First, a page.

I regret that I must start February by saying that my book club did not like this one (written by Gretchen Rubin). I'm totally okay with that, as we all have different tastes, and I'm still glad I made them read it. I am a bit surprised though that I was in such a minority when it came to how much I adored it!
Since I actually made my pals discuss it at our book club meeting (evenings have been known to go by without mention of that month's title), I learned the following:
One friend thought the whole idea of the project was a bit self-centred. I disagree, because I firmly believe that when you can find happiness (with no cost to anyone else) those around you really do reap the benefits.
Another mentioned that the author seems like she's already perfect, and trying to be more perfect. I wondered what that said about me, when I feel like the Gretchen and I are kindred spirits? (And believe me, I'm not perfect, nor do I hold any illusions that I am, ever will be, or even need to be.)
Still another said that the whole premise was ridiculous because no one has the time to do a project like this. To be fair, I'm assuming she got a book deal ahead of time, and therefore had some income (either an advance or the promise of money to come) to get her through the year. And the whole "project" (i.e. work) aspect of it isn't what interests me the most. I have no desire to put my goals on spreadsheets and track my progress. For me, the concepts are a little bit more broad and fluid - goals to keep in mind as I go through the month (and year), while holding down my own jobs.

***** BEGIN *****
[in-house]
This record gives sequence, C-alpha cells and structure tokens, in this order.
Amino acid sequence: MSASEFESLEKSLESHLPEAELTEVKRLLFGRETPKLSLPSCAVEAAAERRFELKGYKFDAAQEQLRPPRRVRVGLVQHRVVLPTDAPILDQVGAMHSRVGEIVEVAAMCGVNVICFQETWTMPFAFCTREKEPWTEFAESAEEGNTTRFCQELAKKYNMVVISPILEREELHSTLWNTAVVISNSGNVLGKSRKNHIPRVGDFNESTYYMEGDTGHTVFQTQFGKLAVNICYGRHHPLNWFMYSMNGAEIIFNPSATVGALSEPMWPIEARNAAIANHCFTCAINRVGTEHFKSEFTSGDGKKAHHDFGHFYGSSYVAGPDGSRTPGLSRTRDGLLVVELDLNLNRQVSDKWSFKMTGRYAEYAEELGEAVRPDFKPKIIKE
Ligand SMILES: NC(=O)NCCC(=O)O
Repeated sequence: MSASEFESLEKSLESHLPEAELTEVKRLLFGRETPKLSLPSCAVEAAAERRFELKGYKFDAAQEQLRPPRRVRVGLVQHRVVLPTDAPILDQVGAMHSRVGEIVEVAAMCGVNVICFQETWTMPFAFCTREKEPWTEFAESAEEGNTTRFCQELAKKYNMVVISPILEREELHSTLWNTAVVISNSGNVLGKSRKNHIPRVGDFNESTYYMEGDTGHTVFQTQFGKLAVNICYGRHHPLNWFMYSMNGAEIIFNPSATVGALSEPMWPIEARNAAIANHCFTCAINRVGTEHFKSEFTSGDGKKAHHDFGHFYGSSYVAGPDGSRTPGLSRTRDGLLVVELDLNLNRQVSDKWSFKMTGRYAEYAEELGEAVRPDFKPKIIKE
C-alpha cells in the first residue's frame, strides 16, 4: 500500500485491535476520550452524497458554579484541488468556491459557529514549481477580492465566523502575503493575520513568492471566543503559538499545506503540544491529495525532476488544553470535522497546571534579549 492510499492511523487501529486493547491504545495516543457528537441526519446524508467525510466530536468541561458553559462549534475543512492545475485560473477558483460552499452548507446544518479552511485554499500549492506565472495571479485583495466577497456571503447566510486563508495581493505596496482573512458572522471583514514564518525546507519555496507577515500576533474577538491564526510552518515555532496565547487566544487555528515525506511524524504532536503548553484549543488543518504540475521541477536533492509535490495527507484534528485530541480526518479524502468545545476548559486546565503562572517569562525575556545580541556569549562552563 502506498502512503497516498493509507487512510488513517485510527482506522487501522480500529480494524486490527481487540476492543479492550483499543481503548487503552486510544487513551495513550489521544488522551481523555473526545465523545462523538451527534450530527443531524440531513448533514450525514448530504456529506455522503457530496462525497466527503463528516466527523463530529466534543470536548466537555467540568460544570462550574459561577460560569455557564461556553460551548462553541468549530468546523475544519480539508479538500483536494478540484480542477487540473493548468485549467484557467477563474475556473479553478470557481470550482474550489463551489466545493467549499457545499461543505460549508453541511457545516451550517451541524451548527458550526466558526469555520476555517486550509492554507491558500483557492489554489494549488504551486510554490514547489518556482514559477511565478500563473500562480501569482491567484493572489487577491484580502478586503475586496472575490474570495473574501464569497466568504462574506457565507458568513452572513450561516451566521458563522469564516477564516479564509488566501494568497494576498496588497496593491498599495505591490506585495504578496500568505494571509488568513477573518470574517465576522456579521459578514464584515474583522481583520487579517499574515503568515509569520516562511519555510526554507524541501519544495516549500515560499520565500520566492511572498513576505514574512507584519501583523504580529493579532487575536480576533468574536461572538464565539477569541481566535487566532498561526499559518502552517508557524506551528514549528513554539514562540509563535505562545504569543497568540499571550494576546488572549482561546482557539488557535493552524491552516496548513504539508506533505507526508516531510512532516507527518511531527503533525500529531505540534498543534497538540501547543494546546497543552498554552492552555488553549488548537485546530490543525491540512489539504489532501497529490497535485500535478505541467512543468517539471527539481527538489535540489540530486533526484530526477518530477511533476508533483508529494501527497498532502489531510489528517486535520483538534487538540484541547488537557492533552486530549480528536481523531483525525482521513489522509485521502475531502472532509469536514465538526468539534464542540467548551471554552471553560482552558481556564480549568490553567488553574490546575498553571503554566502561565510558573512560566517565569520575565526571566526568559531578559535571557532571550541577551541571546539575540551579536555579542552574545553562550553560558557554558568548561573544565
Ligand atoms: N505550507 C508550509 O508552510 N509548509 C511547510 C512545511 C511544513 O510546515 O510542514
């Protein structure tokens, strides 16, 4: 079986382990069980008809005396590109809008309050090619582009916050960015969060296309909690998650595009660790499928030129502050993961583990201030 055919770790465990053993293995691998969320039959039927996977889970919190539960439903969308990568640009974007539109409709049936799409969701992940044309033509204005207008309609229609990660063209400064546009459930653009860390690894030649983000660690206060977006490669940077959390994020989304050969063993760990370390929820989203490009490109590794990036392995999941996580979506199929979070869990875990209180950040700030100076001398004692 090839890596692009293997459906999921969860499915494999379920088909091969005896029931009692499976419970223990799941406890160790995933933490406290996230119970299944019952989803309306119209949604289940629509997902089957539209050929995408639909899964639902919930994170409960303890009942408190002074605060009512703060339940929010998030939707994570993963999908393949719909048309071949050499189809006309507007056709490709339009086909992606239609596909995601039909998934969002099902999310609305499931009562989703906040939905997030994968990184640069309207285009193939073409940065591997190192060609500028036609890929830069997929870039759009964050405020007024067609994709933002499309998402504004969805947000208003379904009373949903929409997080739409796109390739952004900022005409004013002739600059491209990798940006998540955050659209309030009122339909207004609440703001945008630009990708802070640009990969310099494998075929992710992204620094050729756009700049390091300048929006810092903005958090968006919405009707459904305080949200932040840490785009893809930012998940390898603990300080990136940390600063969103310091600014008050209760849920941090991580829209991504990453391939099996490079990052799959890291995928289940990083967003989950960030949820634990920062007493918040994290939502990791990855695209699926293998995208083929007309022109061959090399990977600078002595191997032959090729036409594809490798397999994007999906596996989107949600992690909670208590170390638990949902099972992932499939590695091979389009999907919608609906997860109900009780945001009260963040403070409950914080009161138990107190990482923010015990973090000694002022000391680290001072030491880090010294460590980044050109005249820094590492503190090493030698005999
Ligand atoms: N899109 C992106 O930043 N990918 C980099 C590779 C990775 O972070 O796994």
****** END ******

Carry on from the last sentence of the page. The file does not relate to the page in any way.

February's goals, for Gretchen, stemmed from the seasonal theme "Remember Love - Marriage":
- Quit nagging
- Don't expect praise or appreciation
- Fight right
- No dumping
- Give proofs of love
My first goal is to respect my hubby's wishes that I don't discuss him on the blog, so I'll be brief with my twists on these ideas.
One of my favourite pieces of relationship advice comes from Dr. Phil, and I remind myself of it often: "Do you want to be right, or do you want to be married?" You have to let some things go.
I also need to internalize a reflection the author made in this chapter, related to nagging: "I reminded myself that tasks didn't need to be done according to my schedule". That one's a toughie for me.
When it comes to "proofs of love", I am a firm believer in the deposit/withdrawal theory. You need to make as many love deposits in your relationships as you possibly can, so that when you need to make a withdrawal - large or small, and believe me, I've been there - you're never in a state of overdraft. This doesn't just go for marriage, but with other family members, friends and colleagues. I even think of it with my students and their parents, too.
This month, I encourage you to join me in giving proofs of love as much as you can: go out of your way to do the favour, show affection, give the compliment, make the gesture, and express gratitude. How can you go wrong?
I would love to know if any of you have read the book, and if so, what you thought of it. (I honestly don't mind if you disagree with me...I didn't write it!)